brandon trustA charity has issued advice to people with learning disabilities, their friends, families and support workers about how to identify and deal with bullying after recent figures revealed a 5% increase in disability hate crime.

With the upcoming National Anti-Bullying Week (17–21 November) setting a goal of raising awareness of hate crime, Brandon Trust has warned that the vast majority of bullying against disabled people goes unreported and actual instances of this type of hate crime are much higher.

Lucy Hurst-Brown, chief executive of Brandon Trust, said: "As if bullying against disabled people isn’t bad enough… one of the most alarming things we see is just how many of the people we support accept bullying as part of life.

"Even with shocking cases that hit the media, like the tragic story of Fiona Pilkington who took her own life and that of her disabled daughter [Francceca Hardwick] following years of abuse from local youths, the majority of cases go unreported.

"That’s why we’re issuing practical advice to help people identify and deal with bullying and to encourage them to report it. Together we will work to stamp out this appalling abuse and make our communities safer for everyone."

'Just a part of life'
Figures from the Home Office report ‘An Overview of Hate Crime in England and Wales’ showed that in 2012/13 the police recorded 1,841 disability hate crimes, a 5% increase on the previous year.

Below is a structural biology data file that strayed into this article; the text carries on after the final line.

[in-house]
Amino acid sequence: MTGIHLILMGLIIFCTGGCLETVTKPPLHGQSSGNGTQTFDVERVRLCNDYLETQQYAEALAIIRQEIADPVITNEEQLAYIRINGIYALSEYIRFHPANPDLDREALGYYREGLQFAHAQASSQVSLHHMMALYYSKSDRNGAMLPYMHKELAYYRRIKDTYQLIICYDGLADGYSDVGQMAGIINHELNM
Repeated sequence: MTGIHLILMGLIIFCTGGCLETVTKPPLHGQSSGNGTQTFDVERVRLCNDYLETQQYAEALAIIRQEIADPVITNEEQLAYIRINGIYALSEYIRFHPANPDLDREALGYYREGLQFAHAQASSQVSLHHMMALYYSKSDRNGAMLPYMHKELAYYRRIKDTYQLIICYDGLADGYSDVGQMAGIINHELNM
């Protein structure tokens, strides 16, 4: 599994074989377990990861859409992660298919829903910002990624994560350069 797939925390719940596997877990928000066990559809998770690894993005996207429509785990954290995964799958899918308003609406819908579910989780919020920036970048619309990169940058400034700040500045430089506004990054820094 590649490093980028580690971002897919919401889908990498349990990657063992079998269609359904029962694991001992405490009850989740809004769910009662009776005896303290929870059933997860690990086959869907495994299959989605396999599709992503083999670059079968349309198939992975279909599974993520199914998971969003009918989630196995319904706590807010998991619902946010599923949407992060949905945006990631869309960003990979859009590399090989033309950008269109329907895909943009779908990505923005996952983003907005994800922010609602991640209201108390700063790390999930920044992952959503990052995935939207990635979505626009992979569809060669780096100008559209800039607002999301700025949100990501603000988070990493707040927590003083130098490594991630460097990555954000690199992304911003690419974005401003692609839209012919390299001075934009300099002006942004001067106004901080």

However, estimates published in the same report put the real figure for disability motivated hate crimes per year at more than 62,000. One of the reasons so much bullying or hate crime against disabled people is not reported is because it’s often not identified.

The report suggested that for many people with learning disabilities "it’s just part of life". Examples include name calling or bad gestures, physical attacks, threats, harassment, humiliation or intimidation.

Equally ‘mate crime’, where a person is befriended and then exploited, either physically, socially, financially or sexually, is also a serious issue for people with learning disabilities.

Brandon Trust has produced guidelines on staying safe, including:
1) Tell someone you trust if you are being bullied, this could be a support worker, a good friend, a family member, a youth worker, someone else that you work or live with or an organisation
2) If you are being bullied, keep a diary of events, log the date, time, who was involved and as much information as you can remember. Brandon Trust can provide Easy English logging diaries
3) Put useful numbers in your mobile – a local taxi firm, police non-emergency (101) and any local hate crime service or helplines
4) In an emergency always call 999
5) Avoid giving out personal information such as your address and never disclose passwords or pin numbers to anyone
6) Beware of friends who always ask to borrow money or possessions, and ask yourself if these are real friends
7) Find out where your local ‘safe places’ are for when you’re out and about. These are places such as libraries, shops, cafes and council buildings that have signed up to the national Safe Places scheme.